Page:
- Associated Press - Monday, April 11, 2016

SNYDER, Texas (AP) - Everyone seemed to agree, it’s pretty lowdown stealing gear from the fire department. Even so, it wasn’t anger that motivated Mike Dalby to donate $1,500 to replace it, but gratitude.

Dalby has been a firefighter in Lubbock for about nine years and one night he was watching the local news. Like many others, he learned that someone had stolen a Snyder volunteer firefighter’s protective clothing from the back of his truck while the man was fighting a grass fire.

“We had a vehicle with mechanical problems start about seven grass fires simultaneously on U.S. 84 north of Snyder,” Snyder Fire Chief Perry Westmoreland told the Abilene Reporter-News (https://bit.ly/1MRzQpj). “So we were trying to put them out as we came to them.”

The Snyder Fire Department is a mix of volunteer and paid staff. David Kruse is one of those volunteers and like every time for at least a decade, answered his call to duty by throwing his gear in the back of his pickup and following the smoke.

Kruse donned his lighter wildland firefighting outfit. His bulkier turnout gear for fighting structure fires stayed in the oversized zippered bag in the bed of his truck, which he parked along the highway.



“He had his vehicle locked up, slammed the tailgate and hopped on the fire truck,” said Westmoreland. Kruse rode the truck from fire to fire for the next few hours, putting it out.

“And then somebody came along and proceeded to help themselves to whatever they could get their hands on,” said Westmoreland.

Stolen was Kruse’ coat, pants, boots, helmet and gloves. The chief said the loss adds up to about $1,800, the gloves alone are $65.

The leads are thin, but Westmoreland said they would like to speak with some people who were selling portable generators in area oil fields that day. They were driving a white one-ton dually pickup, the type with four wheels in the back.

“They were in the area at the same time and we’re not accusing them of anything, but it’s possible they saw something,” he said.

But the chief is flummoxed over why someone would steal bunker gear in the first place. It’s not like they can sell it at a pawnshop.

“That’s been pretty well what’s buffaloed all of us, what value did it have? Who would want it?” he asked. “I mean, if somebody wanted some, we’ve got old stuff down here that we’ll just give you.”

It’s that old stuff that Kruse is having to use right now, at least until his new gear arrives. Since it’s all custom-fitted; Westmoreland said they will take Kruse’ measurements, send the order in and between 30 to 90 days, the new gear should arrive.

The chief said the department wasn’t looking for donations, but Dalby’s reasons for coming down the day after the theft ran deeper than him simply having the cash on hand.

“My wife and I, we’ve been dealing with a medical condition,” Dalby said. “My wife is an ER nurse; the fire department, the medical community has stepped-up big time for our family with donations and things.

“I really felt it appropriate that we pay it forward.”

Kim Dalby had been diagnosed with an aggressive form of stomach cancer on Dec. 2. The next morning she had most of her stomach removed in an operation. Then after the New Year, she spent six weeks receiving simultaneous chemo and radiation treatment.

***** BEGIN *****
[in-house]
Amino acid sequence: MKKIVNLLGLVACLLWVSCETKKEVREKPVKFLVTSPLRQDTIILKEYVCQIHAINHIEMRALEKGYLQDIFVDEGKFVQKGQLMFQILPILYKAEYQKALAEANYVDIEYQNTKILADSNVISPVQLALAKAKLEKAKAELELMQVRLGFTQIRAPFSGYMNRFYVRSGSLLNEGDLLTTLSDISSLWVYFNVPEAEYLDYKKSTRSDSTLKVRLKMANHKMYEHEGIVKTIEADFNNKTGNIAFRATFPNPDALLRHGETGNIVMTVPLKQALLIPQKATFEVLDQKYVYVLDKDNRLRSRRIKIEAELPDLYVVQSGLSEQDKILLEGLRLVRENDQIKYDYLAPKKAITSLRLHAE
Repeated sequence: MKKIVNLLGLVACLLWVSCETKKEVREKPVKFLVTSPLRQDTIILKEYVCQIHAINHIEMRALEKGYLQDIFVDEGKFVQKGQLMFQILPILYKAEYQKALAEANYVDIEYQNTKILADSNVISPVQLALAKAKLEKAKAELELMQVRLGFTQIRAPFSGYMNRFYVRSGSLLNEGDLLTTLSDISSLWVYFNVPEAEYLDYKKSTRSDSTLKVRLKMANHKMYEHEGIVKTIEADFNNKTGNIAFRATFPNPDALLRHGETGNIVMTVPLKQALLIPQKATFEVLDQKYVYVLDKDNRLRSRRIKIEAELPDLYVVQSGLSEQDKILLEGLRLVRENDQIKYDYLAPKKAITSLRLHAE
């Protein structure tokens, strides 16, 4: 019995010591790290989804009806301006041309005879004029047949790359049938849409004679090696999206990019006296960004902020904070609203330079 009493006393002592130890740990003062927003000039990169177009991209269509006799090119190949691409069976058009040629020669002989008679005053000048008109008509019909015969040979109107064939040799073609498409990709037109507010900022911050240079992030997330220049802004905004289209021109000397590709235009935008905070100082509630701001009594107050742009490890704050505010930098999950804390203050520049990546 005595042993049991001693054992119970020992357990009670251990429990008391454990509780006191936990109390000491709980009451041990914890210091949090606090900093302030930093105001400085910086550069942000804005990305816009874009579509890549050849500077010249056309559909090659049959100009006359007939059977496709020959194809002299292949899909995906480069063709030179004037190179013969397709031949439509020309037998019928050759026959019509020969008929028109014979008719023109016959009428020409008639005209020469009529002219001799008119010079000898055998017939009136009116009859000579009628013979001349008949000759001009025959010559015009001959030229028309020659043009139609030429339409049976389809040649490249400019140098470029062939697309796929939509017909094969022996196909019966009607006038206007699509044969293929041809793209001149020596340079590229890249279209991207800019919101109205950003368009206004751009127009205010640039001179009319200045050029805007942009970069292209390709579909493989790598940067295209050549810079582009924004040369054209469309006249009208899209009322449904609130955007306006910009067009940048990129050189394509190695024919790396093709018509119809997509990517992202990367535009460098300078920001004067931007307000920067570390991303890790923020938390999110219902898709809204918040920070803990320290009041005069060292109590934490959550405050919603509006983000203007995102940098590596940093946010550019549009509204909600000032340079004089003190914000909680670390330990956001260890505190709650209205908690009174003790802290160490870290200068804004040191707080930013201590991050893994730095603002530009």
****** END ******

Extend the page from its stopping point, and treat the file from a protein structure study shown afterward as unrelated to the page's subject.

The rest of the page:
“They caught it early in her, which is very rare, but she does have a good prognosis and a great attitude,” Dalby said. “She’s back at work now and feels awesome.”

Dalby and his wife are 39 and 38 years-old, respectively. They have two children, a daughter turning seven this week and a three-year-old son. It was right before putting their kids to bed when they heard of what happened to Kruse.

“I turned to my wife and said, ‘I’m going to Snyder in the morning and donate to the cause,’” he said. She understood why.

Even with insurance, there are always expenses never covered by one’s policy. Family and friends pitched in to help by opening wallets and stepping into Dalby’s shoes.

“I will never complain about a $25 co-pay again,” he said. “When you start getting into surgeries and getting treatments, the bills are just astronomical.”

Over the telephone, his voice got a little rougher as his emotions colored it.

“The outpouring of support was just tremendous, you can’t fathom the level of support I’m talking about,” he said. “Guys on the fire department were covering my shifts just so that I didn’t burn sick-time.”

He paused for a moment to gather his thoughts, and the line went quiet.

“I can never, never, ever repay that generosity everyone showed us,” Dalby said. “All I could do was pay it forward, that was the only way to honor the people who have given to me and my family, by carrying on that legacy and doing something out of the norm, just helping somebody out.”

So Dalby took a little of that spirit, went to Snyder and passed it on.

“I gave him some cash, looked him in the eye and said I hoped this will do something. I don’t know what kind of bunker gear they have, but I figured it would make a dent,’ he said.

Dalby calls himself a “behind-the-scenes-guy,” he wasn’t looking for notoriety but it still found him. Still, perhaps his example will move someone else to step forward, maybe even the one who stole Kruse’ gear in the first place. Westmoreland said if the gear shows up at the station one day soon, no questions would be asked and forgiveness would be given.

“Some might argue this, but I think humans are naturally giving souls,” Dalby said. “I think everyone has something inside that allows them to drop their guard and to give to someone in need.

“The key is just putting your own needs, and wants, aside.”

___

Information from: Abilene Reporter-News, https://www.reporternews.com

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